Sujali celebrates its 5th birthday

By | July 7, 2017

By Mary Kiguru who has led the Sujali self-help group since the start

Last month I was able to meet the Sujali women who were free and have a meal with them during a visit by Mike Calvert. Understandably, not all could leave their work and meet with us. The news is positive with a number of the members being able to report that things were going well.

Elizabeth, Eunice, Jane, Mike, Alice, Susan and Mary.

Elizabeth, Eunice, Jane, Mike, Alice, Susan and Mary.

Alice continues to grow her chicken business although her husband has stopped the matatu (minibus) business that he was running alongside. Alice is pushing to move to almost 4,000 chickens and still has trouble meeting demand for her eggs. She is looking for larger premises to expand her business.

Jane was struggling with her banana business the last time we met her together earlier in the year but she reports that the drought is past and she is doing well. Bananas are not that common in the area of the city that she lives in and they are at a premium.  As an entrepreneur with an eye for an opportunity, she next wants to open a second hand shoe shop and already has the premises. She is confident that she know what her clientele want and is able to meet their needs.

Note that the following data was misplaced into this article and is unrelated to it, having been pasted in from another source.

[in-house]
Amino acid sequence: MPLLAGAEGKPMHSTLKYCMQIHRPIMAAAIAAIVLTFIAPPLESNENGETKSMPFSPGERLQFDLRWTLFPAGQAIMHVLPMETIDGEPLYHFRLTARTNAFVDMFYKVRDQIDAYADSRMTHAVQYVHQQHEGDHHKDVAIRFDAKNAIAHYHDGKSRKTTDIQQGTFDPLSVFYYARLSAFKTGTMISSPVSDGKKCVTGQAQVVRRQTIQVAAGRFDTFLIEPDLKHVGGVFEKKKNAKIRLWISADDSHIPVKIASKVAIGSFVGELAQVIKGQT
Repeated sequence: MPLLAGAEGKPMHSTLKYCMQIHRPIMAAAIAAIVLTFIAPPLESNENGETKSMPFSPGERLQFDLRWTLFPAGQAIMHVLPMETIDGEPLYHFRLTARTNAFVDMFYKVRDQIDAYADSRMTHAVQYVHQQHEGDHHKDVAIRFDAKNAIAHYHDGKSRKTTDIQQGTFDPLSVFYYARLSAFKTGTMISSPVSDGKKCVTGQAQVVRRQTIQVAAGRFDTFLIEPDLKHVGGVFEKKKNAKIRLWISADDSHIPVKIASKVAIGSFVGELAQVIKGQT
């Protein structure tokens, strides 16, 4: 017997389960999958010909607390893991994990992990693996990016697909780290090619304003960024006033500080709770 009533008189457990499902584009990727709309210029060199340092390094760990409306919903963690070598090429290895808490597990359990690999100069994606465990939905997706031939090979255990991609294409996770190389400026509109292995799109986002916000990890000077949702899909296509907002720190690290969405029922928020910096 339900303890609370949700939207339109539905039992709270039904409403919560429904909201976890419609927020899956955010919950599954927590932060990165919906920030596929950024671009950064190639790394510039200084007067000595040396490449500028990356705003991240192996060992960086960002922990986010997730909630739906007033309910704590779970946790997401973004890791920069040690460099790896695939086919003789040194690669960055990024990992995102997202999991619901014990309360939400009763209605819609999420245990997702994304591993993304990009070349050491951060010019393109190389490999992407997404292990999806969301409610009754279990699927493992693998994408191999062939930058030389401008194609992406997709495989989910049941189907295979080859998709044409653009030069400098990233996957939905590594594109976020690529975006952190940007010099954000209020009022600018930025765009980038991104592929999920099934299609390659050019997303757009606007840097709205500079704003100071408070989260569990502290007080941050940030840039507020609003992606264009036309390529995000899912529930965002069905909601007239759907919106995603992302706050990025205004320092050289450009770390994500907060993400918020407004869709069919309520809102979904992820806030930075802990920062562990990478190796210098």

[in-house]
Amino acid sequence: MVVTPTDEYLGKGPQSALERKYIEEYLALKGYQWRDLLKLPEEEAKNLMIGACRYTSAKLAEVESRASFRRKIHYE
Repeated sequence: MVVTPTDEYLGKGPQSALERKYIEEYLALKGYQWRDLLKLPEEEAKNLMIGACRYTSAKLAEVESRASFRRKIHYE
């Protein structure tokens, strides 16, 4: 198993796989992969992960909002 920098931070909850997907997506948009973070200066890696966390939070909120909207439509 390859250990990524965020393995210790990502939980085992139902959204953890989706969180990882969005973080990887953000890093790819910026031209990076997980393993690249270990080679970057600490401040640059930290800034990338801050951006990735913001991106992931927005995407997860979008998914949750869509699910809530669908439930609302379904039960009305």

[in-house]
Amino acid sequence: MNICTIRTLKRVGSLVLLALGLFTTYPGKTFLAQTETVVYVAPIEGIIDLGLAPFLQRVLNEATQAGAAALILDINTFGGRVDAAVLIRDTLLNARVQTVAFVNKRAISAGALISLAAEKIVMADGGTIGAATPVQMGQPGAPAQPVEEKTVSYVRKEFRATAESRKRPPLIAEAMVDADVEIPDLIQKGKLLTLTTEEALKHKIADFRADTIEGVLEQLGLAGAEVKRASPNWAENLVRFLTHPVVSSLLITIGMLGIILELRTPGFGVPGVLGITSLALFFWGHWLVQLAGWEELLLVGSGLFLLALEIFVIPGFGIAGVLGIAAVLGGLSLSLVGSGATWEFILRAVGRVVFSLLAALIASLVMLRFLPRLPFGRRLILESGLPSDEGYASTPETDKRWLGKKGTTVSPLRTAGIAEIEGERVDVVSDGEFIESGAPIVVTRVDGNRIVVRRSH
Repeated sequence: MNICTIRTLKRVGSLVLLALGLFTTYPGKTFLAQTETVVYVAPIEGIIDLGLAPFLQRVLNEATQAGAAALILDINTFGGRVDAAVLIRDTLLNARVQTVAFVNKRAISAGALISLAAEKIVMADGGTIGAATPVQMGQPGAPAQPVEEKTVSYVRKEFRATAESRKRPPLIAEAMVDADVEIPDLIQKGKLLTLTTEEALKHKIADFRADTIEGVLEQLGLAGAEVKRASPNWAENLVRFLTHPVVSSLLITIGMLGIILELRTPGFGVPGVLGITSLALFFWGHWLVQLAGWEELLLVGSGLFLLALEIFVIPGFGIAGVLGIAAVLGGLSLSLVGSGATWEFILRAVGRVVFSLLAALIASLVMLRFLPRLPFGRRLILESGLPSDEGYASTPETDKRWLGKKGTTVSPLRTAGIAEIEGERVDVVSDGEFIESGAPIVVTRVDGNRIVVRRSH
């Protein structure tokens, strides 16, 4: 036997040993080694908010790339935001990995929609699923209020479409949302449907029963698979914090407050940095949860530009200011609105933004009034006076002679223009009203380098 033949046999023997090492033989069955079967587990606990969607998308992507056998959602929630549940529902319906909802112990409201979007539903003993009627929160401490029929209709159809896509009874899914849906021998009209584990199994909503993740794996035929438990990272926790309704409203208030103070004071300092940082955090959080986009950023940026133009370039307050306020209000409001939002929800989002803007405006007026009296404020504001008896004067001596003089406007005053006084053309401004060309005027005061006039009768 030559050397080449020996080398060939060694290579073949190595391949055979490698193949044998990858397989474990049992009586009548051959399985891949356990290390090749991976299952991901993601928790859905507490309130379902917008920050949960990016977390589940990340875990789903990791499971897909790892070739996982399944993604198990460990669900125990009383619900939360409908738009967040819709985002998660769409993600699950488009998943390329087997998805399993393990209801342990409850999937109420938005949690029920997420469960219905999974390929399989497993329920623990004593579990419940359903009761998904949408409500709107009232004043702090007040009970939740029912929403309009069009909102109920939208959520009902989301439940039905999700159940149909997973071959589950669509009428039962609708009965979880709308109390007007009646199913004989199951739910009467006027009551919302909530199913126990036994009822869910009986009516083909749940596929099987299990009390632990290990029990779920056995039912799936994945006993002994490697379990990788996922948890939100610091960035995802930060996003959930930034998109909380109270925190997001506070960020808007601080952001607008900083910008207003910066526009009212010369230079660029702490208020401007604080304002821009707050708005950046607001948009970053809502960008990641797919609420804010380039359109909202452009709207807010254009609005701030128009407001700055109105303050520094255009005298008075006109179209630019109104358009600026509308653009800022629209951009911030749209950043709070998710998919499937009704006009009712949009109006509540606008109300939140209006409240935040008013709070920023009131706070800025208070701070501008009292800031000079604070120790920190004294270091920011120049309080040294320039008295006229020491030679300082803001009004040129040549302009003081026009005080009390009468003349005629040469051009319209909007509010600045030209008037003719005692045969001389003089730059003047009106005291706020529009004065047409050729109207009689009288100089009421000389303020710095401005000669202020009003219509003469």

Elizabeth and Susan are happy with their hairdressing and clothes businesses respectively. Elizabeth has introduced a new income stream to her business: she is selling women’s blouses besides the cosmetics.

The savings are increasing and the women have raised KES124,000 (about £1,000) in savings to supplement the angel investments. We have added one new member, Milkah Wanjiru. Milkah has saved a total of KES4,000 and took out her first loan of KES7,000.

Sujali_JUly_2017bJacinta’s cow, Daisy, just got its third baby. The two babies are now fighting over the milk. She expected a heifer but got a bull. She intends to sell the calf after weaning it since it is not of much value to her. The older calf is female and is expected to start producing milk in the next year. Her hotel business now includes outside catering. She has a full-time employee to assist at the ‘hotel’ (café) and a part-time employee who accompanies Steve, her husband on Saturdays to different functions.

Grace is growing her hotel business and selling charcoal. She has partitioned off part of her space to make way for a shop. She intends to start selling cereals (this in Kenya means beans, maize, rice, etc).

We look forward to what the next five years hold in store for this enterprising group of women.

 

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